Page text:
Farmed salmon continues to be one of the most eco-efficient forms of animal protein production states new sustainability report
Farmed salmon continues to be one of the most eco-efficient forms of animal protein production – with the lowest carbon footprint, lowest feed conversion ratio, and lowest land use – states a new sustainability report released in Italy yesterday.
In analysing 6 years of data for 14 of the world’s leading salmon farming companies, the Global Salmon Initiative (GSI) 2018 Sustainability Report also states that it has noted a 50% decrease in the use of sea lice treatments, coupled with a 120% increase in use of non-medicinal methods.
“The technological advancements and best-practice sharing have facilitated this move to a more holistic approach to sea lice management,” the report said.
It also found that the amount of fishmeal and fish oil in feed reduced by 17% and 9% respectively, resulting in an overall 11% decrease in the use of marine ingredients in feed – due to innovations in the sourcing of feed ingredients.
The GSI was launched in August 2013. Now with 16 members, with operations covering 8 countries – Australia, Canada, Chile, Faroe Islands, Ireland, New Zealand, Norway, and the United Kingdom, the group represents approximately 50% of the global farmed salmon sector.
Its annual Sustainability Report, provides 6 years’ of data across 14 key indicators – 9 environmental and 5 social – for 14 of the world’s leading salmon farming companies.
“The GSI model puts companies’ environmental efforts into a pre-competitive space, collectively setting very ambitious goals, committing to radical transparency and freely sharing solutions between them,” said GSI Convener, Avrim Lazar. (pictured)
“Current food models need deep and rapid change, and this will not be achieved if we only work as individual companies, one issue at a time. What we need is systemic change across entire sectors. This kind of change at speed and scale is being achieved by the Global Salmon Initiative,” he said.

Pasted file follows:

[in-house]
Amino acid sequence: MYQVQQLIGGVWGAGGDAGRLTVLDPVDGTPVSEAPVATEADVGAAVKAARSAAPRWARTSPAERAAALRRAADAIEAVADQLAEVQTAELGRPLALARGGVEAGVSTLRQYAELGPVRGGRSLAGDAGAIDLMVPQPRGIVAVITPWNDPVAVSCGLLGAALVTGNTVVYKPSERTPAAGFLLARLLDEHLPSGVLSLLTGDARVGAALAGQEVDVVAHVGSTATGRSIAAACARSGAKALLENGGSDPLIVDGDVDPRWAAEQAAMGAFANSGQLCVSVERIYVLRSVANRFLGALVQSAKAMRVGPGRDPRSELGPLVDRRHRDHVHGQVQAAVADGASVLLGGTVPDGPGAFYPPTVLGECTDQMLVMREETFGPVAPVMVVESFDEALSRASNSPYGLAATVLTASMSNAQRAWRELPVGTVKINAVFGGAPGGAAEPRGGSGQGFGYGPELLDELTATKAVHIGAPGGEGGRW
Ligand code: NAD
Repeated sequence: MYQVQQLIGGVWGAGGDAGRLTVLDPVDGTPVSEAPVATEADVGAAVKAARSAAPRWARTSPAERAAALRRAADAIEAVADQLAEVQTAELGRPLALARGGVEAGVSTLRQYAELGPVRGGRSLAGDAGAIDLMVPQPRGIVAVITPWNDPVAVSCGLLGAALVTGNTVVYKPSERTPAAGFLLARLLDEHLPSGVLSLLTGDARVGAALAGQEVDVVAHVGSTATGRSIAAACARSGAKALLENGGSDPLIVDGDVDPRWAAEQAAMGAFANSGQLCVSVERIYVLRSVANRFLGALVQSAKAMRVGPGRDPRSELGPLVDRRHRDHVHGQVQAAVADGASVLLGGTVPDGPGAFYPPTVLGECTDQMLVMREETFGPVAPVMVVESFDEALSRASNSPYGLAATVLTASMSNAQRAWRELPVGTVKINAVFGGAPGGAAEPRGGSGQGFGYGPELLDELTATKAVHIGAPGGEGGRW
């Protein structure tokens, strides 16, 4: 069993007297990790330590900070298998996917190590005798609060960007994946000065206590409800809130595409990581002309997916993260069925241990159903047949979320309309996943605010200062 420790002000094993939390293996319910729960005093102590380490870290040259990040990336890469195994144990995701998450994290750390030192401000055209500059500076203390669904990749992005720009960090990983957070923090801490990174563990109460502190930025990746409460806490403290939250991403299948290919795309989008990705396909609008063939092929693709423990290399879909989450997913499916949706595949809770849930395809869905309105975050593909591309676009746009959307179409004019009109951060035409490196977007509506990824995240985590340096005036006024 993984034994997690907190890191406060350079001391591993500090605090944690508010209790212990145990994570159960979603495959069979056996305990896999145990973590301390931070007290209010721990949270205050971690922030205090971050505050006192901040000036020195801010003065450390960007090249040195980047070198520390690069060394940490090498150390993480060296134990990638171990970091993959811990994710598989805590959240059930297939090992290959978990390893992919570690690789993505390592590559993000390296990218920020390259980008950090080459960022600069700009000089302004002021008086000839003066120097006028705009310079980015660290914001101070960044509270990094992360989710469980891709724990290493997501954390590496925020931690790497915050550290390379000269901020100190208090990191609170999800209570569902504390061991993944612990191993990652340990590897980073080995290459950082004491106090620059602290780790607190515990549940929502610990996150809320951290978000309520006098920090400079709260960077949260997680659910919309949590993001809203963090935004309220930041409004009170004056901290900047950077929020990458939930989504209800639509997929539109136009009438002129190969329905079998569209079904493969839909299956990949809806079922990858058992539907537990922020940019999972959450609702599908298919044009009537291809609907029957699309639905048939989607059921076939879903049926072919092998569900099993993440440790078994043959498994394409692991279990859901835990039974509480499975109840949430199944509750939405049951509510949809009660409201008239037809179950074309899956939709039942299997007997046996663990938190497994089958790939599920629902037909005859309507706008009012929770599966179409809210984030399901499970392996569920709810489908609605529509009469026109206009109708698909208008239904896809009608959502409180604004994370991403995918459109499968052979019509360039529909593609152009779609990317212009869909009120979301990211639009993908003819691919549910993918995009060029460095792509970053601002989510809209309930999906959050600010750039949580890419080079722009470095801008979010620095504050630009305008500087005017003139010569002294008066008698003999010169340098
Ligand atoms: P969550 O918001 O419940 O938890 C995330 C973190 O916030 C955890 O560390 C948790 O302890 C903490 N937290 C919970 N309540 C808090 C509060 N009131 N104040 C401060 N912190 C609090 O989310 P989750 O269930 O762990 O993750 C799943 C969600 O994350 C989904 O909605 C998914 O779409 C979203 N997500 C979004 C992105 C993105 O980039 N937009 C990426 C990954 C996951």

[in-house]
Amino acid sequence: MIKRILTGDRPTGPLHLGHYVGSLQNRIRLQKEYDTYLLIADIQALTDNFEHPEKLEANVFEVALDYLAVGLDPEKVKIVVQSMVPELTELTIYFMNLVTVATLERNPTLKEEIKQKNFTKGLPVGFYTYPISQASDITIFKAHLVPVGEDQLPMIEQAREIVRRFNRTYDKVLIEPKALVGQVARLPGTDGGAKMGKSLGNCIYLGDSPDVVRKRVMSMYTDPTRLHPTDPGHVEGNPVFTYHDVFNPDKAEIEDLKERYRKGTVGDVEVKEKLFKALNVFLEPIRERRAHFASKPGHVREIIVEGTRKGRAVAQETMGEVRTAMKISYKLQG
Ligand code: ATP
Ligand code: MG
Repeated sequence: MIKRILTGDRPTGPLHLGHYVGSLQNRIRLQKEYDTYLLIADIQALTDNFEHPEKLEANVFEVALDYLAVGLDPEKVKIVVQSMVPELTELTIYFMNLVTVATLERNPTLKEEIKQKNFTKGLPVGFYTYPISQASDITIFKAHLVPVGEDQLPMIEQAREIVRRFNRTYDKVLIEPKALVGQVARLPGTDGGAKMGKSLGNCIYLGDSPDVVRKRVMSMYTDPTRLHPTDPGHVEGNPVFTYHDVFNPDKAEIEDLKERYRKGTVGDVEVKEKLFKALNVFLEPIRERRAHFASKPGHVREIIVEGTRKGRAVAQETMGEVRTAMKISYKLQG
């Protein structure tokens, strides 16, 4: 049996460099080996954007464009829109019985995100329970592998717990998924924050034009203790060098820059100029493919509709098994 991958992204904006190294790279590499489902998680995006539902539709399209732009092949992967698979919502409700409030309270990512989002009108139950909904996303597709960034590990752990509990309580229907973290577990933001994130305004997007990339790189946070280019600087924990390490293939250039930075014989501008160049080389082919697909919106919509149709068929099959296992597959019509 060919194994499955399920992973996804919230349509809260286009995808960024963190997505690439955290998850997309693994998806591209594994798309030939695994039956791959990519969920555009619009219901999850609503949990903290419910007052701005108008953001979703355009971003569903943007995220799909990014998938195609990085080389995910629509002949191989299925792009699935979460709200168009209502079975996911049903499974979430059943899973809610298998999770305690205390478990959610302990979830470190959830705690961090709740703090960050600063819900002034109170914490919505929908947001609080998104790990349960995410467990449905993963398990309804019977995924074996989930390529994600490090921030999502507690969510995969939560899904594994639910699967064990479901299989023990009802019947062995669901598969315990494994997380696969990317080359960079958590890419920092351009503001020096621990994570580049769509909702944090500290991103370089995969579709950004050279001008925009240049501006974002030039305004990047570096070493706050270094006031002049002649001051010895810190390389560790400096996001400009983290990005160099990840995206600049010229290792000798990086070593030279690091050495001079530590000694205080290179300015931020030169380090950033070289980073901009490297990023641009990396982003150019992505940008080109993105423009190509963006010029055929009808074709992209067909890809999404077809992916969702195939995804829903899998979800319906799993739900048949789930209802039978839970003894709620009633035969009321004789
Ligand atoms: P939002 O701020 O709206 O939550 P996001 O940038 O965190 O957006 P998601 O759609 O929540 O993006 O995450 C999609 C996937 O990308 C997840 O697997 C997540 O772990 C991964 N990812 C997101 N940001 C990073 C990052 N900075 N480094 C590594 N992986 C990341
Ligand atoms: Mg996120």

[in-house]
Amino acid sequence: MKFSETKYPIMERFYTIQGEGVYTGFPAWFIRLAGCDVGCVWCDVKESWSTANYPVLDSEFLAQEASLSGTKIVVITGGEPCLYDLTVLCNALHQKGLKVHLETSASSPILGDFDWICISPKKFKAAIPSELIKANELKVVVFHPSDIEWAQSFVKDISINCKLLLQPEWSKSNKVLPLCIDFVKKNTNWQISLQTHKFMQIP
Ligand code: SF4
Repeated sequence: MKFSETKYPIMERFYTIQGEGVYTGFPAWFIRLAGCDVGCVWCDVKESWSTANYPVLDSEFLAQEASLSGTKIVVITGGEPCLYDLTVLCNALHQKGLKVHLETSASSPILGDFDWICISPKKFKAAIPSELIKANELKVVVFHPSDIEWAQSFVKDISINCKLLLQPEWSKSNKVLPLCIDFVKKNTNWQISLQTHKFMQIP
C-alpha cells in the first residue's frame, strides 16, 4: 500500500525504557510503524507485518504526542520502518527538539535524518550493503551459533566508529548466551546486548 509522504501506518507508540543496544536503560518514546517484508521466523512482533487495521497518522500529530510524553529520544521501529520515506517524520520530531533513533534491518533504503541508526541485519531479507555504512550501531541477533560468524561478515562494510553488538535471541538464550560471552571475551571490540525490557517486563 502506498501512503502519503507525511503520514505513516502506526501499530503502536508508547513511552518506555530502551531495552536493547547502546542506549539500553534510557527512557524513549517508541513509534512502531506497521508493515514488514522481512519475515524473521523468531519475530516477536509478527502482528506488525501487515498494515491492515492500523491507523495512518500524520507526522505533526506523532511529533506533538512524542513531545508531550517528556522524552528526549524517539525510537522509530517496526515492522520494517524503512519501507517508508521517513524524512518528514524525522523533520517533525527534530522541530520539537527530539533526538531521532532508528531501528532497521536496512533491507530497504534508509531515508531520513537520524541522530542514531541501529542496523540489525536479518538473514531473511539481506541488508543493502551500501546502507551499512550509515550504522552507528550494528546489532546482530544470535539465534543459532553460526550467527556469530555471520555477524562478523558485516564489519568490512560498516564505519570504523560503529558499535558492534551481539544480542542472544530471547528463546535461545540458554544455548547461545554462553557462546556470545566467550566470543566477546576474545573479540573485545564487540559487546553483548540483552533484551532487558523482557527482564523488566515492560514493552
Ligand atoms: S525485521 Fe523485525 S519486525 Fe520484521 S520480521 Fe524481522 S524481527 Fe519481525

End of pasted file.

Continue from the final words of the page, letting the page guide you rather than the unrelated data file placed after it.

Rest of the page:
“Transparency is a key component in driving change. By being transparent we are saying we are here for the long-term. We acknowledge improvements are still needed, and through transparency we are being open and truthful with ourselves and our stakeholders about our continuous journey in ensuring farmed salmon is a healthy and sustainable protein option for the future,” added Lazar.
“What we have learned from the GSI is that through greater transparency and by being open to collaboration, when it comes to environmental performance we were able to identify areas where innovation is most urgently needed. Then through the collective power of the group, we have the means to mobilise and initiate the further advancement of novel ideas – something we have observed has real impact when it comes to disease management and improving feed efficiencies, both areas where the report shows significant progress.”
“As consumers start to make more informed choices on what to eat, farmed salmon not only offers a healthy choice, but also cements itself as one of the most eco-efficient and responsible protein options available,” noted Lazar. “The task now is how we continue to maintain this profile as the industry grows. Ongoing transparency and collaboration will undoubtedly play crucial roles.”